How To Teach English Overseas

by Hannah Kuether / Jun 24, 2010 / 0 comments

Having graduated from a four-week intensive TEFL course just over a year ago, I view the world as my oyster and teaching English my ticket to see it. I plan to go to Europe this fall and have done a lot of research on my own. Matt Kepnes’ eBook, “How to Teach English Overseas” would have saved me hours of research had I read it a few months ago. There was also plenty of new, useful information that will help me in the months to come!

“How to Teach English Overseas” starts with an overview of what the possible certifications are (TEFL, CELTA, Trinity) and how to get them. He goes through some potential requirements one would need to fulfill in order to teach abroad, as well as different types of jobs around the world.

The largest section of the eBook is country specific information. While Matt did his teaching in Asia and most of his personal experience comes from that region, it is very evident that he has done his research on the rest of the world. By highlighting nearly twenty countries, he is able to provide a clear picture of what teaching English is like in Europe, Asia, South America, and the Middle East.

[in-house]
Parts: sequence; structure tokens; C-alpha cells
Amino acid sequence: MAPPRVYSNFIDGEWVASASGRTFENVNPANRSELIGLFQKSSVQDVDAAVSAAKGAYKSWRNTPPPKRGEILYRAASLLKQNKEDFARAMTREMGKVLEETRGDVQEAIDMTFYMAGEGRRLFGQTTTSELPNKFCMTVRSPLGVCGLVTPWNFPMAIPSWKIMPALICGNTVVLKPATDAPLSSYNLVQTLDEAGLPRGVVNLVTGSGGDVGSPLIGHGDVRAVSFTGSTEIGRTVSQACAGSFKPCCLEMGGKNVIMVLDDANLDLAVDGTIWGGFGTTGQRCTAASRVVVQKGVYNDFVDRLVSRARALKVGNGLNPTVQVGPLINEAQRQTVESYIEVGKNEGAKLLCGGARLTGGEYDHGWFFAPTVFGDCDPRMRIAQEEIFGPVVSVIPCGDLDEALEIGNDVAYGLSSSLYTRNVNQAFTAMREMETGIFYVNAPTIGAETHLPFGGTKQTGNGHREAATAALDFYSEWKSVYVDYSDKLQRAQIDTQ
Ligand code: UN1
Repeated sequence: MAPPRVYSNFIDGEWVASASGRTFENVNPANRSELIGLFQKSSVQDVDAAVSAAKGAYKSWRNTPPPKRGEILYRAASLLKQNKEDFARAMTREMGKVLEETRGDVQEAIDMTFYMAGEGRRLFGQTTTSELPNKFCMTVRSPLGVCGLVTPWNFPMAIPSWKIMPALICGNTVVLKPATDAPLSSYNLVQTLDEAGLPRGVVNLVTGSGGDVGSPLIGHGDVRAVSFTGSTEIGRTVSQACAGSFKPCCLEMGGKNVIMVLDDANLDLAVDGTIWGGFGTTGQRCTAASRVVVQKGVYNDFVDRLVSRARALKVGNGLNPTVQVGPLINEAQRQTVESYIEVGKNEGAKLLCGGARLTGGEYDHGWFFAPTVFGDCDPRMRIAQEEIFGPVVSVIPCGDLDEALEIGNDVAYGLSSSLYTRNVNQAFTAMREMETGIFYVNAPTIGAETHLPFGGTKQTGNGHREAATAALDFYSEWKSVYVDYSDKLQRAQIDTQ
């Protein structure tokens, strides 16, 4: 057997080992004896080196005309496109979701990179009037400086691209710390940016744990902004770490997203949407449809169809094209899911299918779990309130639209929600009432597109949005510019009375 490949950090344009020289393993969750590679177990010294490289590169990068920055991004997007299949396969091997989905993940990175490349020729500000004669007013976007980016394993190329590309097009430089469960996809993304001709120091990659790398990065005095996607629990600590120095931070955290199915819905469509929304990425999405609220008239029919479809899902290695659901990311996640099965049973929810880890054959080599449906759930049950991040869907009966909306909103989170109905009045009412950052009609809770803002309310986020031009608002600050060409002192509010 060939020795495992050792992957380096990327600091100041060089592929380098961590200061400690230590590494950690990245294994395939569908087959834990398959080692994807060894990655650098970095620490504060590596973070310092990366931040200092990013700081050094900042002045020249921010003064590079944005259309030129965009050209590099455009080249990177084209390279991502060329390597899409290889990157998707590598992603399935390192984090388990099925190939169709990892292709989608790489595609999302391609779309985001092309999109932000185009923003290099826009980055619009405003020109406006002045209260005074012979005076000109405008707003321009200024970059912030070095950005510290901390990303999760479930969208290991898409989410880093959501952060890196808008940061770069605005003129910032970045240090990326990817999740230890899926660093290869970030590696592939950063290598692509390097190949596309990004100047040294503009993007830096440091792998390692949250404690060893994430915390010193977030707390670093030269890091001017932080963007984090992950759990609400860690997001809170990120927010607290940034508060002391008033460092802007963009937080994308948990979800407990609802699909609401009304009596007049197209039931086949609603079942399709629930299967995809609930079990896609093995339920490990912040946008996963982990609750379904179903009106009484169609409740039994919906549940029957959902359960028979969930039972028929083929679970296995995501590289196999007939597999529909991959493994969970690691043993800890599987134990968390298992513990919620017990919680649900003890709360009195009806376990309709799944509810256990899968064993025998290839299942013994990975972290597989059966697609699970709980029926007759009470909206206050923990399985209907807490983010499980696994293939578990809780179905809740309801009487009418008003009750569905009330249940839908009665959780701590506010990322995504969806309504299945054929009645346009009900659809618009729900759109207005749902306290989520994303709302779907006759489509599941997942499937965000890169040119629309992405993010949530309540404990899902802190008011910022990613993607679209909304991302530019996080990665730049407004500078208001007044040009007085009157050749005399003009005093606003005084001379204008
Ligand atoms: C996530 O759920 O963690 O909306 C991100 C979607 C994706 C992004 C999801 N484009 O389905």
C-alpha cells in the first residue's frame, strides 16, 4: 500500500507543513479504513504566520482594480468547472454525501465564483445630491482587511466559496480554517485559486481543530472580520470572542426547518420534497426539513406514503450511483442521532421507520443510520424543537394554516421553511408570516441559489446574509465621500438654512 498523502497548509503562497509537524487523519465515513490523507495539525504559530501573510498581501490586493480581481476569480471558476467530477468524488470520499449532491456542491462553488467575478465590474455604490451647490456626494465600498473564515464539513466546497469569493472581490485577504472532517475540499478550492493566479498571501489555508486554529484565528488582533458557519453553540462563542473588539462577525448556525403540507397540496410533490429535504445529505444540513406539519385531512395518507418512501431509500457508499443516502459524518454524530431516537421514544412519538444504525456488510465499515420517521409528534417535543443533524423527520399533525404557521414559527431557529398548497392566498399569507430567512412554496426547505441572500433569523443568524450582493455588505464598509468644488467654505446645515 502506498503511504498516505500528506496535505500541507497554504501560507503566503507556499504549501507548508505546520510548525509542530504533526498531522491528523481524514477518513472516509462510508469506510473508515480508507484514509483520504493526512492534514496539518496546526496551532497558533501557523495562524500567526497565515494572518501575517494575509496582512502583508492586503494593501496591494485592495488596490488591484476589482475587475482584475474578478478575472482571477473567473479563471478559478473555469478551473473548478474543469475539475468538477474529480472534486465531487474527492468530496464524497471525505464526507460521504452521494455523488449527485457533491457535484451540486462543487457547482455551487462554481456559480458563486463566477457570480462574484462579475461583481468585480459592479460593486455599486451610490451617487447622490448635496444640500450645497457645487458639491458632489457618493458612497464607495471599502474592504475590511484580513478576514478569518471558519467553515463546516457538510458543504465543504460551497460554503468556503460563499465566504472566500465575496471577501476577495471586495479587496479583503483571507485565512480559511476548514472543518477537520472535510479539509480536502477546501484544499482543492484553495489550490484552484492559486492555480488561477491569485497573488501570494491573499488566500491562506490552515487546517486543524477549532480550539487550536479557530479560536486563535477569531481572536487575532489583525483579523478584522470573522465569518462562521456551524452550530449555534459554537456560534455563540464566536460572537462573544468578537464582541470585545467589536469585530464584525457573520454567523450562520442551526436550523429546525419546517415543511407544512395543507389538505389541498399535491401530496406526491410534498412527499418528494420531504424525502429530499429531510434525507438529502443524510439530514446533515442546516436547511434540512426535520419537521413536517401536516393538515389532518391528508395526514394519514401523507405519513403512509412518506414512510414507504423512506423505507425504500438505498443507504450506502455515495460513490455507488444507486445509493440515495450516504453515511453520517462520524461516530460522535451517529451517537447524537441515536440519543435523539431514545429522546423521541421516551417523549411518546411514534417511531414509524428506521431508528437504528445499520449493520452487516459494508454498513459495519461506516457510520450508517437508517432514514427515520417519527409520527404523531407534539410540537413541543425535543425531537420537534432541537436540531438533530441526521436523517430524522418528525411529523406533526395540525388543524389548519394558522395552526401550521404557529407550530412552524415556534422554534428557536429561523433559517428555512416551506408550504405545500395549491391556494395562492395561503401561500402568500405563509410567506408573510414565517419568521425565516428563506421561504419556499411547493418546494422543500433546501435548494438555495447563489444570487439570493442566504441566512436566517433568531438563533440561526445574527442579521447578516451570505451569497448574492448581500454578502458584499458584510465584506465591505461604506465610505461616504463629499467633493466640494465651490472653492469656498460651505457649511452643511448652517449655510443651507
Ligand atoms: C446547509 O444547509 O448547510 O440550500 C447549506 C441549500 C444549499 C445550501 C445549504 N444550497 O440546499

There is in-depth information on visa requirements, recent trends in the demand for English teachers, cost of living compared to standard teacher salary, and helpful hints such as “In this country, you may not get paid on time” or “Getting a work visa for this country is more challenging than others in the region.”

The best part of Matt’s eBook is the list of links at the end of each country’s section. They lead you to job boards, TEFL certification organizations and employment databases. Not only does he lay out key points about the country, he provides websites to help jump start your job search no matter where you’re headed. 

This eBook reads like a fun world travel guide with a simple structure, alphabetized country information and a conversational writing style. It would be well worth the investment if you are considering teaching abroad. He clearly spent a lot of time putting this together – why spend dozens of hours researching any number of countries you might be interested in if you could become well informed about your top choices in a matter of minutes?


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Note: I was sent a review copy of How to Teach English Overseas